Hello, and welcome to the Linux Lemming. I’m your host, Rasta Calavera. In episode 3 today, a couple of things I want to cover. The first one that I’m really happy about is the actual accepted documentation that this project has accomplished so far. And then I want to dive into a little bit of web analytics software, which is kind of what I’m experimenting with right now. So right now I’ve got two and counting projects that documentation has actually been accepted for. The first one is a huge win for me. It’s from the Linux server IO project, and getting a merge into their project holds a very special place in my heart. They have a really great community and a team of devs who are constantly fielding questions through their Discord. In my opinion, their documentation is some of the best out there. So being considered a contributor to that makes me very, very happy. And what I contributed, I talked about it in a blog post previously, if you had a chance to read that. They had some bash aliases that made administering their containers a lot easier. Things like typing DC up and DC down instead of Docker compose, TACD, or Docker compose up TACD and Docker compose down. And just little things like that. And with the bash aliases that they had in their documentation, it was referencing a path into the opt directory. So they basically recommend that you keep all of the static volumes and things in a file path of opt app data, whatever the container name is and config and all of that stuff. And I guess they assumed that the YAML file will live there as well. But in my case, I always keep the YAML file in my home directory. And then I keep all the container stuff in the opt app data directory. And in years past, I’ve always copied these bash aliases blindly. And they just never worked. And I just kind of assumed, well, whatever, I’ll just ignore those for now and type out the whole thing. But what I learned is that it was referencing the wrong path. And I don’t know why that never clicked with me before. Maybe I’m just more experienced with it now that it stood out to me. But I thought, well, geez, somebody who’s just getting started, they probably don’t have their YAML in that same file path. So it would make sense to kind of put in a line of clarity there saying, like, depending on where your YAML file is stored, your bash alias will have to change accordingly for that. So I put in documentation. I hopped onto their Discord and kind of threw it out there and said, like, hey, what do you think about this? Do you think it’s like a good addition to the documentation? And a couple of users chimed in, provided some feedback. I went in, made some edits. And lo and behold, it got merged into the project. So now when you reference their Docker documentation, you’ll see my little commit there about pay attention to where your YAML is stored and how it relates to the bash aliases. And I also provided a little code snippet to show, OK, maybe it’s in your home folder. So no matter where you are in the system, you could be in the path of opt app data looking at proxy configs or something for swag. And if you type DC up, it’s still going to hit the YAML file in your home directory. So that was just a nice little contribution there. The second one is for podcast generator. And this is another project very dear to me, because when I first got into podcasting, and I like to call it a hobby cast, because it was just me and a buddy chewing on fat, you know, and we had a listener pool of our other group of friends, which is like three other people. But I used podcast generator for that project to publish the podcast and actually get it into the iTunes store so that friends and family could easily find it and listen to it if they so choose. And I wanted to spin that project up again to actually send the podcast feed rather than GitLab through a VPS that I spun up. Well, geez, I started with Linode, had a bunch of issues with that, then I did Digital Ocean, had some issues with that. There’s a big blog post on that if you want to know what those issues are. But long story short, I was running into a whole bunch of problems. And I spent hours searching online. And if you just do some web searching through Google or whatever, you’re really not going to find a lot of people talking about the project, which surprised me because they’ve been around since like 2012. But it’s just not something that comes up a lot in forums and things like that. So I dug into their issue tracker. And I found a post that was, I think it was from 2020, so pretty recent, and it was people complaining about, I shouldn’t say complaining, it was people inquiring about similar issues to what I was having, but not quite identical. And there was a user named Jay Adams, who typed up what they were doing step by step by step to get it to work. And this was buried in a hyperlink that led to their fork of the project. And after I found that, I was like, well, shoot, this should just be in the official documentation. And if you look at Podcast Generator’s website under their self-hosted section, it’s five lines. It’s basically download the project, unzip it, put it in your web server directory, and then you’re good to go. And that’s all they say. And I mean, granted, if you are a backend administrator with web servers and Apache and all that stuff, it’s probably that easy. That’s all you really need to know. But for somebody who is just trying to get their feet wet and get a project off the ground, it is not enough to get started for somebody completely new. So I used Jay Adams documentation and then modified it to kind of fit my use case and tried to make it accessible for somebody who is also following that path. But even if you’re not, I think there’s enough details there where you can stumble through it and make it work for your use case. And that was a really good addition. I had a great experience. I forked the project, made the edits, submitted a pull request, got feedback from one of the devs, changed a few things, and then it was accepted and merged. But it’s not on their web page. So the installation that I wrote up is in their installation file, and it’s just a text file that’s included with the project. It’s not even in markdown, which I thought was kind of strange because I formatted everything in markdown just assuming it was a markdown file. And then when I looked at the actual merge, I was like, oh, well, this is just a text file. So now all my writing looks kind of strange. But anyway, after I got that all set up and squared away, I was kind of revisiting things and I got the project up and running, but I couldn’t upload any files through their web admin interface. And I even struggled uploading things via FTP. So I’ve got that all figured out now. One of the big issues is in the php.ini configuration, there is a limit to the file size that you can upload, and it is ridiculously tiny. I think it’s like two megabytes standard. So I bumped that up to like 20,000. And then after that, things started working. So that needs to be included in the documentation as well. And then there was also something too with the user permissions, the command I put in, I thought would apply the permission down throughout the entire directory. I’m still pretty confident it does, but I’m kind of at the point now where I want to blow everything away, follow my own documentation again and make sure that that’s accurate before I do another pull request on there. So that’s going to be up and coming with that. So those are the two things that have actually been like accepted and merged into projects right now. I’ve also got some conversations going with some other devs. I’ve been digging into web analytics software just because I’m curious, are people actually listening to this or visiting this and I don’t want to use Google Analytics, I just, I get kind of, I know it’s really easy to do, but with all the privacy and things that people are concerned about now and my own kind of moral guidelines, I just, I want to steer clear of that if possible. So I found out that there’s this whole kind of ecosystem with open web analytics and there’s a couple big name projects out there, Matimo, I believe it’s pronounced, is a huge one that a lot of people use and that one is free as in beer. To a certain extent, they have like a limited free tier and then if you want more additional features, they have a paid version. So I guess maybe freemium would be like a better way to phrase that. There’s another one called plausible, which again is kind of the same model and then there’s another one called shy net, which is completely free as in freedom and beer. So that one is supposedly feature parody on with like Matimo, but there’s no freemium aspect to it. The only problem I had with shy net is that it’s only built for x86 architecture, so I’m trying to run everything off of my raspberry pi and currently I couldn’t run shy net off of that platform and I couldn’t find anything on Docker hub that had builds for arm 64. So I installed it on an x86 machine and then I had to try to figure out how to get swag to send requests to that machine and that is kind of a mixed bag of tricks. I eventually got swag to communicate with it so that if I put in something like shy net dot my URL dot com, it takes me to the actual web GUI, but I still wasn’t getting any analytics. And the snippet is a piece of HTML that you’re supposed to put into, I believe it’s the head area of the HTML of a page and the way that I’m doing it with Hugo, everything’s in mark down, so I was really confused as to how to find the correct HTML tags, so I had to do a lot of inspecting elements and page source and Firefox to try to find where those things live and then I had to figure out more with Hugo’s architecture with their defaults and I learned a lot with that, a lot of that lives in my theme of cast in it and you have to go into like page layouts and there’s like a whole little header and footer section that’s just straight up HTML and then you got to find the tags in there and paste your snippet in there, but I did eventually figure that all out but I still wasn’t getting any analytical data, so I’m kind of at a stand still with that right now and the dev is kind of waiting for my response back, so I’m really positive that the dev is interested and wants to help and things like that, but I’ve kind of hit my time limit investment with that currently, so hopefully I can return to that later. I did get Matimo up and running because that one has an arm build, but I hit a lot of roadblocks with that too, didn’t play nicely with swag and when I eventually did get it to work, it still wasn’t collecting any analytical data, so I’m just assuming that I’m still speaking into the void and hopefully in the near future I can figure out web analytics software and put something out with that, but that’s where the project is right now. If anybody in the community is out there and wants me to try to attempt something or you have attempted something and you want to talk about it, anything like that, contributions are always welcome through the Get Lab page, you can submit a pull request there and we’ll get something up and running. To try to speed on that community involvement, I was exploring a platform called Comento that allows you to embed a commenting system in a blog and a whole bunch of roadblocks with that as well. So I got a huge backlog of things to try to troubleshoot, but until I come up with solutions for that, this will take us to the end of episode 3 of the Linux Lemming.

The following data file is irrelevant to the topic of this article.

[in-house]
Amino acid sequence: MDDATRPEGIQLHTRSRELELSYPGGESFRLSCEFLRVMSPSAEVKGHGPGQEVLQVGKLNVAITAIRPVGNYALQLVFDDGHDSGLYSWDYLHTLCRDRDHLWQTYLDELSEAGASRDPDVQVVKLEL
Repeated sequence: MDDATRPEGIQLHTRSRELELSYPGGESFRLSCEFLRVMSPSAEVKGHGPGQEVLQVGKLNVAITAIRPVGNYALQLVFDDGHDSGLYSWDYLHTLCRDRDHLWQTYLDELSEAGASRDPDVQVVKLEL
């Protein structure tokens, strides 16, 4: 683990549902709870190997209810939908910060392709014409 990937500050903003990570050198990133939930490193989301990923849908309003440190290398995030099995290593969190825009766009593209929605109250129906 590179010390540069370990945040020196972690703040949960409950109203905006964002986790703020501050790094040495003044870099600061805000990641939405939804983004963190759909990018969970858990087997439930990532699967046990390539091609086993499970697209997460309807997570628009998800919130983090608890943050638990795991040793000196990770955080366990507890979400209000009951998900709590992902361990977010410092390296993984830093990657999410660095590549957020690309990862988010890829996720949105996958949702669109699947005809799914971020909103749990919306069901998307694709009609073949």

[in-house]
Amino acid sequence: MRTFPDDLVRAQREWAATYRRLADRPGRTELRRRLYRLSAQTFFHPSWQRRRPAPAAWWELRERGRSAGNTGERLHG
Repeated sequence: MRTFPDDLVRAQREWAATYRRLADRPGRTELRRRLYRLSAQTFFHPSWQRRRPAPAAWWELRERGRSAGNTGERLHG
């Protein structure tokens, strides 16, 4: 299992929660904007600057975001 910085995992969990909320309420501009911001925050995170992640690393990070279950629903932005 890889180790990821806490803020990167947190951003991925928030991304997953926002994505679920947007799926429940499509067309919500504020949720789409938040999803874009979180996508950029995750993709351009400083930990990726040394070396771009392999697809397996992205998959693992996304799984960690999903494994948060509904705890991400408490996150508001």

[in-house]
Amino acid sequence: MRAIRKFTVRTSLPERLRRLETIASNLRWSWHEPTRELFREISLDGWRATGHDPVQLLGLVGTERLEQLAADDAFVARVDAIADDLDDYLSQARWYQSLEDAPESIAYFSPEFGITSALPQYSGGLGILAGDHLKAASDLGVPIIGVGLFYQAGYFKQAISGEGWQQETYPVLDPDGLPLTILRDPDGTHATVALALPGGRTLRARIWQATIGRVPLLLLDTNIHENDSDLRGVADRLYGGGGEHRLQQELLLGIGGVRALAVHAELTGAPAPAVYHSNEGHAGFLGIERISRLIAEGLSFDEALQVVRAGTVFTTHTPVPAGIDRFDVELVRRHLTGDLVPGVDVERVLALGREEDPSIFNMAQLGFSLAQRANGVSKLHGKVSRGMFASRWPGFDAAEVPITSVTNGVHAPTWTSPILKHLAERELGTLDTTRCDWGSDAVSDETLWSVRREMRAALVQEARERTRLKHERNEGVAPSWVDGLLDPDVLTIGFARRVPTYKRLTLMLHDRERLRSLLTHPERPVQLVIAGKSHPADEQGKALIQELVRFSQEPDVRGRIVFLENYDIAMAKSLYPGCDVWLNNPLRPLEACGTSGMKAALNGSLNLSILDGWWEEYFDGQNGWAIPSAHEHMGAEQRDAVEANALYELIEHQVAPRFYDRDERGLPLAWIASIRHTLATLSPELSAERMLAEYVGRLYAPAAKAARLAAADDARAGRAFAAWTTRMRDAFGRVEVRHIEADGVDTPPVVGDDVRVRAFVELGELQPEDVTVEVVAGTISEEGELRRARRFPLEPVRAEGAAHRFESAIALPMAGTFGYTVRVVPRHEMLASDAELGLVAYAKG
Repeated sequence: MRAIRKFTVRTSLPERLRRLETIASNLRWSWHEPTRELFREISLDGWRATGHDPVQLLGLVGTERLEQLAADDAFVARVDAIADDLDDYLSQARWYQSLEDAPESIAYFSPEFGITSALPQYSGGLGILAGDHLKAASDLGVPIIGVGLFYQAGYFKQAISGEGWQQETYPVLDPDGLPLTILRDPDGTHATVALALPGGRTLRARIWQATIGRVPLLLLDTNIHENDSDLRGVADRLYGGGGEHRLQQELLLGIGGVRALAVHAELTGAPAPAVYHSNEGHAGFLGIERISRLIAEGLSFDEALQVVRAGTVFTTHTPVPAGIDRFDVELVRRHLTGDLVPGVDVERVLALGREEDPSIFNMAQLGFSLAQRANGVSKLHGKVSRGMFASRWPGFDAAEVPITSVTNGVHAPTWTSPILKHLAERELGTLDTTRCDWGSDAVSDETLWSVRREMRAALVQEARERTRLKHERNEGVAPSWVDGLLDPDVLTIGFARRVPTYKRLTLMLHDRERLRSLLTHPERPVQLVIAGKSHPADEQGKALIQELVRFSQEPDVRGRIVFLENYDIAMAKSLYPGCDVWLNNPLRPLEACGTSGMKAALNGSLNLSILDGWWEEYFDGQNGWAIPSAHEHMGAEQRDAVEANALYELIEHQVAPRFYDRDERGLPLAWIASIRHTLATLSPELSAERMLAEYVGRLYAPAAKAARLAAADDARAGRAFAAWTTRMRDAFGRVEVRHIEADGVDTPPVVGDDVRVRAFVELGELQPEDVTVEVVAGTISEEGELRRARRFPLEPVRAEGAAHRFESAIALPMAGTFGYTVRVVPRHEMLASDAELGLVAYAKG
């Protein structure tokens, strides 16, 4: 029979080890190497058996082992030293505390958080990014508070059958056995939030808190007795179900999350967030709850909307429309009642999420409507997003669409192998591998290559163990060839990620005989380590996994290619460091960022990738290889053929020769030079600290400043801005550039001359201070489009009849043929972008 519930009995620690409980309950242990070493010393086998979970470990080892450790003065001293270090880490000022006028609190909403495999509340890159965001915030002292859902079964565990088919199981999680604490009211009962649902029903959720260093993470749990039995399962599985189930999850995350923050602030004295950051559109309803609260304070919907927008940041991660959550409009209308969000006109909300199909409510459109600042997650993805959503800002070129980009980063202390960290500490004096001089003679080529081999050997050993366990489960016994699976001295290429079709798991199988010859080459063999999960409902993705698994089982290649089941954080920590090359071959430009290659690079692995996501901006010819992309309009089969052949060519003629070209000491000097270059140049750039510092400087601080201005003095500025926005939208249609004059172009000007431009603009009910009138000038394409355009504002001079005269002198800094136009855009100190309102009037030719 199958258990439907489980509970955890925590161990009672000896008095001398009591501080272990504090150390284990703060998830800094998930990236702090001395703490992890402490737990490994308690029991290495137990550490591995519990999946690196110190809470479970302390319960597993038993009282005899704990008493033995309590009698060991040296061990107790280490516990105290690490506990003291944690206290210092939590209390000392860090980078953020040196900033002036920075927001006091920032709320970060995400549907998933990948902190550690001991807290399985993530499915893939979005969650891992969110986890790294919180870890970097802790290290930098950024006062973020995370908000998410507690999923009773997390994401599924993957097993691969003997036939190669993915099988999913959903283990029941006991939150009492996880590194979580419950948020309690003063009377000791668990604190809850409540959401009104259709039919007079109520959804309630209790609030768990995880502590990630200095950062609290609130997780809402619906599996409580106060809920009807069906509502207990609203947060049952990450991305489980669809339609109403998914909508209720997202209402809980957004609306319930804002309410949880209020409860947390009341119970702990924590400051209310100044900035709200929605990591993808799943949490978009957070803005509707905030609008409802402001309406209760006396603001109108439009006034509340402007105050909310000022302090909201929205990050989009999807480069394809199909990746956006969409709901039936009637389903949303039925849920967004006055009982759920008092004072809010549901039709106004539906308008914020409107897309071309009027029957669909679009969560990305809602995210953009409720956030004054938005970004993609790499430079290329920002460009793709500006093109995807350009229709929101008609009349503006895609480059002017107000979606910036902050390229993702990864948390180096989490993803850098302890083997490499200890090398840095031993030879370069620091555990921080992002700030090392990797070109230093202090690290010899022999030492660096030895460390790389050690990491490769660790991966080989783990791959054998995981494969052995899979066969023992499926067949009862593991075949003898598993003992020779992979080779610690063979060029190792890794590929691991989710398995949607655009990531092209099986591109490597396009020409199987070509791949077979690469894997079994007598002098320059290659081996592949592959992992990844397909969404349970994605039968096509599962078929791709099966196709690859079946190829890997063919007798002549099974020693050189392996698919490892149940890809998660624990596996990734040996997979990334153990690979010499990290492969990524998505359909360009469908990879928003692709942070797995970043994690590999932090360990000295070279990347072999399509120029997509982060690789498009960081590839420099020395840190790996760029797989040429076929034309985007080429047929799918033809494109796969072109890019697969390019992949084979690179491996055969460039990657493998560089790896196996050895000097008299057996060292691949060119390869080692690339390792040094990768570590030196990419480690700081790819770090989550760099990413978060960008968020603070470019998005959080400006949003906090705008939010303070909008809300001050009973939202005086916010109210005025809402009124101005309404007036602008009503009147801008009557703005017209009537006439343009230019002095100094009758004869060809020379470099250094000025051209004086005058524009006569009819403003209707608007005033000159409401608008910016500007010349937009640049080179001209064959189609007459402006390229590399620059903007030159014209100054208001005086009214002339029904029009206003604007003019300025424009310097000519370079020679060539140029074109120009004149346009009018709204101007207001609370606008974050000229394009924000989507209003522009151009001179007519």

Show Notes